In home decor circles, Brian Gluckstein is synonymous with refinement. His designs grace public spaces, such as Toronto's Four Seasons and Windsor Arms hotels, and condo projects across North America. His retail lines include home furnishings and accessories for that touch of Gluckstein glamour at home.
We asked Brian about decor over the past decade.
STYLE AT HOME: Can you comment on the design highs and lows of the past 10 years?
Brian Gluckstein: Some might look at the '80s and say, "What were we thinking?" It was an era of decadence, of being over the top with everything. The '90s were a reaction to that. We pulled back quite a bit, maybe even too much, but they were great years for design. We had a recovering economy, and when times are tough, people are cautious about their spending -- they buy conservative, timeless pieces. After 9/11, the mood became more sombre and restrained, but it was for a surprisingly short period.
S@H: So how would you describe the mood that prevails in the design world today?
BG: When people are doing well, there's boldness -- hemlines get shorter, jewelry gets glitzier. The same is true at home. Because we've enjoyed a period of economic prosperity and optimism, we're seeing more colour in our spaces. Our decor is also more adventurous. Pairing an English piece with an art deco item used to be considered eclectic. Now we're much more experimental, say, mixing 19th-century French items with retro '60s pieces and Italian modernism. We're having fun with hot trends and colours. Yes, homes still have signature pieces by established designers, but they're a little more sparkly now than in the '90s. I use this analogy: every woman has a little black dress, right? In the '90s, she paired that dress with black pumps. Today, she's wearing it with Jimmy Choos.
S@H: You talk about how the economy affects the decor aesthetic. What else influences our collective taste?
BG: Environmentalism has become a major focus. There have always been people with that kind of social consciousness, but for homeowners there simply weren't a lot of green choices in home construction and design. Now, whether the motivation is pure or driven by marketing gimmicks, there are more manufacturers developing environmentally friendly materials and sustainable, renewable products. And an increasing number of people want healthy homes and a healthy planet.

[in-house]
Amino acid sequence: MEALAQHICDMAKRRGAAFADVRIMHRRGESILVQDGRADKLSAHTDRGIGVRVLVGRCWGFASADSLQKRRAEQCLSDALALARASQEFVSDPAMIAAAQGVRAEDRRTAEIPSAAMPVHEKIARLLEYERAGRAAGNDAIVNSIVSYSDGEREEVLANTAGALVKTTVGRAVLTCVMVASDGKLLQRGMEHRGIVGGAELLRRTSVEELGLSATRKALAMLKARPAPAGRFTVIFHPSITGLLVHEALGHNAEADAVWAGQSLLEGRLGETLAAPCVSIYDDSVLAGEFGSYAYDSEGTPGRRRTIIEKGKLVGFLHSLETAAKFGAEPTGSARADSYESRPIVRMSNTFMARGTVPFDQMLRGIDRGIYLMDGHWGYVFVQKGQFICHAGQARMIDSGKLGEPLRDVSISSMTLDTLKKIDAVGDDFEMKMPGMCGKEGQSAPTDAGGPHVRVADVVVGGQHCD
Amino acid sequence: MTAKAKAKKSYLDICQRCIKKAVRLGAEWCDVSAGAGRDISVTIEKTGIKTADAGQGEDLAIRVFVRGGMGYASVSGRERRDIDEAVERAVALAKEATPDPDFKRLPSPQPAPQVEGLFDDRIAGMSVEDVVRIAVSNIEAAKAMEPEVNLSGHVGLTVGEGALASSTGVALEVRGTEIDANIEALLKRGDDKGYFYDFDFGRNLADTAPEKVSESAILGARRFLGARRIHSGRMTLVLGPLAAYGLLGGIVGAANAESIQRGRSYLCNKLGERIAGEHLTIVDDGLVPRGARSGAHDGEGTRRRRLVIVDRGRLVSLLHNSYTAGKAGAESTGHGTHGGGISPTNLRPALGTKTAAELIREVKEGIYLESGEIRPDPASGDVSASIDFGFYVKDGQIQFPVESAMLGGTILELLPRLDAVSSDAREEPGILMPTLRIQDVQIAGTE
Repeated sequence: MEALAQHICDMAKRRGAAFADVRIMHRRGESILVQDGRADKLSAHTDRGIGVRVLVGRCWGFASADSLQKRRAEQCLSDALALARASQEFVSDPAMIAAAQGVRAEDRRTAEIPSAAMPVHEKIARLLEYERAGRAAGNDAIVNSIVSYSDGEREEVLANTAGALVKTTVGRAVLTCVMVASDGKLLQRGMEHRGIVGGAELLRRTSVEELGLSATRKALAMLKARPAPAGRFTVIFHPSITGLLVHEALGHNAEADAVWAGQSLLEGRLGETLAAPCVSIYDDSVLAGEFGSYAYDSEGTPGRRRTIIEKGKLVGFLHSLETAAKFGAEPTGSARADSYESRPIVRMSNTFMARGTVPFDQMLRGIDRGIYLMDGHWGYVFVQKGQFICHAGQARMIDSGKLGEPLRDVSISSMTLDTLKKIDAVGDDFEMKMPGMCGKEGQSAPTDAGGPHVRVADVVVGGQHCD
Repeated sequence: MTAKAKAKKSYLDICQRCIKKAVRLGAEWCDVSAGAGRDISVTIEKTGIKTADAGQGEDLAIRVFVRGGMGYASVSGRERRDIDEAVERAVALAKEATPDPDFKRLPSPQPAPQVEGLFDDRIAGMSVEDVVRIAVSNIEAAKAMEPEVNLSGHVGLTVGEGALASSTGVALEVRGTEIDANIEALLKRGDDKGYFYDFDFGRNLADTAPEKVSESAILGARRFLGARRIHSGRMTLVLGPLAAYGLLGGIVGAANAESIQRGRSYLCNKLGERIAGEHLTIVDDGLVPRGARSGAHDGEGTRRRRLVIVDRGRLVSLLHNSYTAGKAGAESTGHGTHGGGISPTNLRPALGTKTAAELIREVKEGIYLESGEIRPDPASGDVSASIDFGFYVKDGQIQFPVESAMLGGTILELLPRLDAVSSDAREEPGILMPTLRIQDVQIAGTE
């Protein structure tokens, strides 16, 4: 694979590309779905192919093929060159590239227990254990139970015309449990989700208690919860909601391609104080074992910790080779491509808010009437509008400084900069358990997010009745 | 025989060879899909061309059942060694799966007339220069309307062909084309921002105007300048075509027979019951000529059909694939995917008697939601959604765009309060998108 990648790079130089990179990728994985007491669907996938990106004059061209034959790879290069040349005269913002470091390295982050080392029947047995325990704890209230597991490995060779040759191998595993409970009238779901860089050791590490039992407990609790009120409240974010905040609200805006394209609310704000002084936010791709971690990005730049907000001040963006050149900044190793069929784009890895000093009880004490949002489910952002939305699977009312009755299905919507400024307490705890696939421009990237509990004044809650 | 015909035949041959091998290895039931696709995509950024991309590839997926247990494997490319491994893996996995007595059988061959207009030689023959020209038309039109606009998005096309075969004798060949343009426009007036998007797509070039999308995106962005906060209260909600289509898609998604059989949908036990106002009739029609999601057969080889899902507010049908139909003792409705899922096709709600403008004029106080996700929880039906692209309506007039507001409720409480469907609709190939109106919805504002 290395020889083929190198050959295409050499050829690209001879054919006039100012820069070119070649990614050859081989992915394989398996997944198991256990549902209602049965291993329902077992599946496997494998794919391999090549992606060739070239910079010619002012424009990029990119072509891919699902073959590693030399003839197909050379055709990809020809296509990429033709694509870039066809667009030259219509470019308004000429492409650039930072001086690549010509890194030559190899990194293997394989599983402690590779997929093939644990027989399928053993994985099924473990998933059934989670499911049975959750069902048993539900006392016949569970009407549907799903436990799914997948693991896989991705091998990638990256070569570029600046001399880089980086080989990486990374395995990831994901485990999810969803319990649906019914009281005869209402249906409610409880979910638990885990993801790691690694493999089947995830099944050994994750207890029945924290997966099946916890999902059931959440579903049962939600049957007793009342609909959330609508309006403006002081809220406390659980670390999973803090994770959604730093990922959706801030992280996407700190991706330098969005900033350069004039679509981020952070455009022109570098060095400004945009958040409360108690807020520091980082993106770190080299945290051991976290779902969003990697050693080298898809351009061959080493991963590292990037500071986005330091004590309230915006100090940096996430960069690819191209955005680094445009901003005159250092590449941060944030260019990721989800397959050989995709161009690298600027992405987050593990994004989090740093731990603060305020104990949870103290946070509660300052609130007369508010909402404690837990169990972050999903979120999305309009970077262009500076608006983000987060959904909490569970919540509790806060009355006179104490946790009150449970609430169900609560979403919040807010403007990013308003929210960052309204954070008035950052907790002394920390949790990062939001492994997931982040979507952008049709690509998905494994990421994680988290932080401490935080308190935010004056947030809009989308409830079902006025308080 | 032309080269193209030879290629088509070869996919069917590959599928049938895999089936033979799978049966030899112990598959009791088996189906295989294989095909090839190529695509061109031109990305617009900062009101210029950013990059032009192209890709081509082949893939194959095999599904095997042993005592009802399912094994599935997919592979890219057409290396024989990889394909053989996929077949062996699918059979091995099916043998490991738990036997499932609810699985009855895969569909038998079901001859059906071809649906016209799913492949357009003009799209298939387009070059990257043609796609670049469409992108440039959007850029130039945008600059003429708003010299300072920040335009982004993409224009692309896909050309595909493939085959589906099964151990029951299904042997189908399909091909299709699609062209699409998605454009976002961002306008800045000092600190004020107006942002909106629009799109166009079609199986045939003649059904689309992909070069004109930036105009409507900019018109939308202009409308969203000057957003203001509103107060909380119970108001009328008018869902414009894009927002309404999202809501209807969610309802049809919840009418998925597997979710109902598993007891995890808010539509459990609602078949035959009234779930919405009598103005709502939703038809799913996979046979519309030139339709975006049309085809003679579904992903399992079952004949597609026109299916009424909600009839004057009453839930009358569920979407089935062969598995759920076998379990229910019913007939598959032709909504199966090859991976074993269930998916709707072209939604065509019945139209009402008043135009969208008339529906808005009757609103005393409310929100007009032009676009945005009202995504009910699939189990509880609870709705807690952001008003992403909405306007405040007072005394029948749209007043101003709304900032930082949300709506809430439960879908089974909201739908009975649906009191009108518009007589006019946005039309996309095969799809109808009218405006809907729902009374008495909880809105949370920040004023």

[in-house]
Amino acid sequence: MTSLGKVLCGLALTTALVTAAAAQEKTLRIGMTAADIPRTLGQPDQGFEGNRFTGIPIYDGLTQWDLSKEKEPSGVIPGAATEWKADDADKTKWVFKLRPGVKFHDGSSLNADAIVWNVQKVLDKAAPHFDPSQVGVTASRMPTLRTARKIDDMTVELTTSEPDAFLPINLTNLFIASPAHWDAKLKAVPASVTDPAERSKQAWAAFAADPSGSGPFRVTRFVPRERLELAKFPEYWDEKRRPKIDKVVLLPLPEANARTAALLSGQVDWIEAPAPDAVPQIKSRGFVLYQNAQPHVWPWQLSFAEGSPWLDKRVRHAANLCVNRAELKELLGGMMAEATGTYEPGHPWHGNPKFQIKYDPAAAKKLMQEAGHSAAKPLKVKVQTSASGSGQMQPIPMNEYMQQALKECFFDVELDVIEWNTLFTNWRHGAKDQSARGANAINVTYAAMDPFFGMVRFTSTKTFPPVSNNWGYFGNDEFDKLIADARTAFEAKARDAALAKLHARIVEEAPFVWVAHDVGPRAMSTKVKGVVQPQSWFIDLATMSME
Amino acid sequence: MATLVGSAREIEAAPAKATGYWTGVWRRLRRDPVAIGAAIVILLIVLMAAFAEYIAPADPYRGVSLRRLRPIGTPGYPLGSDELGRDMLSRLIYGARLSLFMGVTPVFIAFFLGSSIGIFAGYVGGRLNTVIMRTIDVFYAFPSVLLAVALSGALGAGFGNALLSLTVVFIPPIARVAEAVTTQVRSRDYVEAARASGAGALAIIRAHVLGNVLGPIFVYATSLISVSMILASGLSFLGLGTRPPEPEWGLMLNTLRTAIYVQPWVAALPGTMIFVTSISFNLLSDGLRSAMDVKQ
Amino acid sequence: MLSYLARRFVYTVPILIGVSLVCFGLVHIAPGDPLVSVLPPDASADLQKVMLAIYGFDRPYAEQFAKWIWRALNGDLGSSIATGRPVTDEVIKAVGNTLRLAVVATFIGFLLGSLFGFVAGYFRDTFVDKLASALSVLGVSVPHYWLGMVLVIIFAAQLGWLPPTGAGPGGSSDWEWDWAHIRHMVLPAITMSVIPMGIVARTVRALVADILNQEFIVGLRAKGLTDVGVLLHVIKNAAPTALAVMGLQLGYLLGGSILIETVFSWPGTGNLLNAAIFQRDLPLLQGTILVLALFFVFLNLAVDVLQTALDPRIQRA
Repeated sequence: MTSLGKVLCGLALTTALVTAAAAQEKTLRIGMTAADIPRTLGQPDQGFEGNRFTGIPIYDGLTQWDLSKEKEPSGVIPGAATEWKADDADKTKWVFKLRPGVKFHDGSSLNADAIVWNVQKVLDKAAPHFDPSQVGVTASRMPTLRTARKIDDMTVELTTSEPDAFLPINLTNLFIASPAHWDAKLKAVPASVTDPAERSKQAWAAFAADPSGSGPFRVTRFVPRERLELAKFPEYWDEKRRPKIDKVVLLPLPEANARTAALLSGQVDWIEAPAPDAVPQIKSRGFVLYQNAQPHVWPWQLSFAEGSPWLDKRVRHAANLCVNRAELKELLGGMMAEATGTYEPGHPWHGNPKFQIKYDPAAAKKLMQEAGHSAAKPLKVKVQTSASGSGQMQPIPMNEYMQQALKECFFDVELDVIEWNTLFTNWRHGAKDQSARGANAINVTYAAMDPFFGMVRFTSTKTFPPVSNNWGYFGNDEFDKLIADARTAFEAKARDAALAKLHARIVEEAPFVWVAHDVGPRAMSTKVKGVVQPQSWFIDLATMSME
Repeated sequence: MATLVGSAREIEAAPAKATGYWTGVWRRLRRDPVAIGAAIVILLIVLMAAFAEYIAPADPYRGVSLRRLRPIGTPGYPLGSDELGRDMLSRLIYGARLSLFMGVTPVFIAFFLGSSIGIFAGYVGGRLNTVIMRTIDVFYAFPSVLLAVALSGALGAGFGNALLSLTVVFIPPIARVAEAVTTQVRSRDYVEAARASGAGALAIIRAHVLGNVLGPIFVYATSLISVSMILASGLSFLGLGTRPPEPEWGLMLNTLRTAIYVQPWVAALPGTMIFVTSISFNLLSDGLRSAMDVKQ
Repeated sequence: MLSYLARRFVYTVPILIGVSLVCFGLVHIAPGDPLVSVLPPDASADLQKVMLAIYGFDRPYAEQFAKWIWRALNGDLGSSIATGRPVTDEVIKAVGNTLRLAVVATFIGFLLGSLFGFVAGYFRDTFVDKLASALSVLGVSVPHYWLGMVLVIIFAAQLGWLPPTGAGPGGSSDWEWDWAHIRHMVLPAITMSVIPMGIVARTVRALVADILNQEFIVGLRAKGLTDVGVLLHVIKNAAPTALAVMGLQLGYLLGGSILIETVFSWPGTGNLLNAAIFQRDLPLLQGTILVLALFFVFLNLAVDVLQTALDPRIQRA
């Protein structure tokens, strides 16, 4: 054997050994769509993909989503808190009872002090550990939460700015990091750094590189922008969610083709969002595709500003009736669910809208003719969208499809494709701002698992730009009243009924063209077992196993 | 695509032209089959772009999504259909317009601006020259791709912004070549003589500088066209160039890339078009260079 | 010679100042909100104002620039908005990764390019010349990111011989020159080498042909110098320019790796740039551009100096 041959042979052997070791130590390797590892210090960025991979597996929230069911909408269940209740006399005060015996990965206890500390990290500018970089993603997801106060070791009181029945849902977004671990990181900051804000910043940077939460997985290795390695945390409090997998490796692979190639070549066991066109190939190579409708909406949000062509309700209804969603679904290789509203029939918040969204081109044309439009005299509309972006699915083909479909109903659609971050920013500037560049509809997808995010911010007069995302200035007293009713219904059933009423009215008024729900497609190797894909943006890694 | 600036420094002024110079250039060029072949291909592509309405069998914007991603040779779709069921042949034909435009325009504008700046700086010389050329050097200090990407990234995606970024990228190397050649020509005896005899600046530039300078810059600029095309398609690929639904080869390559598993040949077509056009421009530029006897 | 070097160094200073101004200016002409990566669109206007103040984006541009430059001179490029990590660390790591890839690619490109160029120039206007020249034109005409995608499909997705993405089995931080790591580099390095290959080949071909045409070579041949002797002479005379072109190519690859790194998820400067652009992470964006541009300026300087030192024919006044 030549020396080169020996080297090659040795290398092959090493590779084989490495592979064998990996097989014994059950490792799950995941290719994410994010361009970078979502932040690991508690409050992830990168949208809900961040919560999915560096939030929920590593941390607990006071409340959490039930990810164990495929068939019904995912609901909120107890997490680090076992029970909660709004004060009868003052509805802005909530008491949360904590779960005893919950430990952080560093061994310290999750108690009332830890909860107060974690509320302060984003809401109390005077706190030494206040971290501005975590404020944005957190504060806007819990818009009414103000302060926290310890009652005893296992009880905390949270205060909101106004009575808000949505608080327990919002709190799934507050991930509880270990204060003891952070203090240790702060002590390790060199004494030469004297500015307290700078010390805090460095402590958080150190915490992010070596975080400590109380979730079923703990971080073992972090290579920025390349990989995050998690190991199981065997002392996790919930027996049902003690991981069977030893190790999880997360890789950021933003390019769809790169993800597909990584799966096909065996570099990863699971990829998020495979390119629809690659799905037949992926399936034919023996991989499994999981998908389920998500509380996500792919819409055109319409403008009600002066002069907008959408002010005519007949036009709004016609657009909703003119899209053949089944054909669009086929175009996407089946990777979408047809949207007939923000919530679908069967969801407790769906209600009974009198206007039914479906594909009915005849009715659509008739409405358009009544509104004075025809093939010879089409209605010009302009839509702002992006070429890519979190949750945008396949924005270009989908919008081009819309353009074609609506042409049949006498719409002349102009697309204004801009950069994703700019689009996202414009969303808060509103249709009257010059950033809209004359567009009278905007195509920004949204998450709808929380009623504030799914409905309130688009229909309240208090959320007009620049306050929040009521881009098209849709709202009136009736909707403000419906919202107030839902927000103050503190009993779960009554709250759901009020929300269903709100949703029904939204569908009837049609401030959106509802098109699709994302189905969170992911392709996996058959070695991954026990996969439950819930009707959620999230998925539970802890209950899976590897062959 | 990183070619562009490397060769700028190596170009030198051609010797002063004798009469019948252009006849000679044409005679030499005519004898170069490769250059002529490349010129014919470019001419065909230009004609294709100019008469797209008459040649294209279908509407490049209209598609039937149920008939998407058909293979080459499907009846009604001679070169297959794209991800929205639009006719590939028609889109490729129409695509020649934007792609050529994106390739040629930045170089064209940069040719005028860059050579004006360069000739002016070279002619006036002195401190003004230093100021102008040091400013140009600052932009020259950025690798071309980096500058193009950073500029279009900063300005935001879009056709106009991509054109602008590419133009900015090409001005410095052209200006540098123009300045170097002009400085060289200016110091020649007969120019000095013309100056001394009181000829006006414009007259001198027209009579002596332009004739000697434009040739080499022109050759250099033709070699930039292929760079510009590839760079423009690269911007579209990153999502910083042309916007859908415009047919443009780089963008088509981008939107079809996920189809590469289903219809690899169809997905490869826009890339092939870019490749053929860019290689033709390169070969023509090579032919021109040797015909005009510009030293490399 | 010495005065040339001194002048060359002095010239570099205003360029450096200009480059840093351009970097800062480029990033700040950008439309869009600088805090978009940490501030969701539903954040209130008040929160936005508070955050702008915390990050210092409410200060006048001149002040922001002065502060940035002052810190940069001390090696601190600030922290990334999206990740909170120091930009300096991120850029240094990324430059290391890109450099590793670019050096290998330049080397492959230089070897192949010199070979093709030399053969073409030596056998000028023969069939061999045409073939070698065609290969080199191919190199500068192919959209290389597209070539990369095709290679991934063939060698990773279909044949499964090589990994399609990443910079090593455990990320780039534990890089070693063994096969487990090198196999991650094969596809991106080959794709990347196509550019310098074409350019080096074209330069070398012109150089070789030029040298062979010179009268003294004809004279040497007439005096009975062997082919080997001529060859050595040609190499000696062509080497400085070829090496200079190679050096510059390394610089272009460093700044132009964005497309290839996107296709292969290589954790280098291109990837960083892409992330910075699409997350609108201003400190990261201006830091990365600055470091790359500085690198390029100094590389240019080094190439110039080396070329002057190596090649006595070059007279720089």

S@H: We can't talk about the changing face of design without mentioning technology.
BG: Technology has had a bigger impact on home design than anything else. We all need technology, but it's becoming smaller and more discreet, freeing up space and liberating designers somewhat. Flat-screen televisions, for example, have revolutionized the way we lay out a room; we can hang the TV on a wall and get it out of the way. With smaller stereo equipment, the TV and stereo no longer have to be the focus of a room. Wireless control systems allow you to change a room's ambience effortlessly. LED lighting means you almost never have to change a bulb; it's an emerging technology that will eventually replace the lightbulb and help reduce waste. These are things that make your life better and your space prettier. But technology is a double-edged sword for many people. For example, wireless networks make it difficult to really escape; your e-mail follows you everywhere.
S@H: What does the future hold?
BG: I hope the green trend continues and that people embrace it. I'd like to see more homes that consume less of our precious resources, are healthy and nontoxic, and don't compromise the planet.
Image courtesy Arido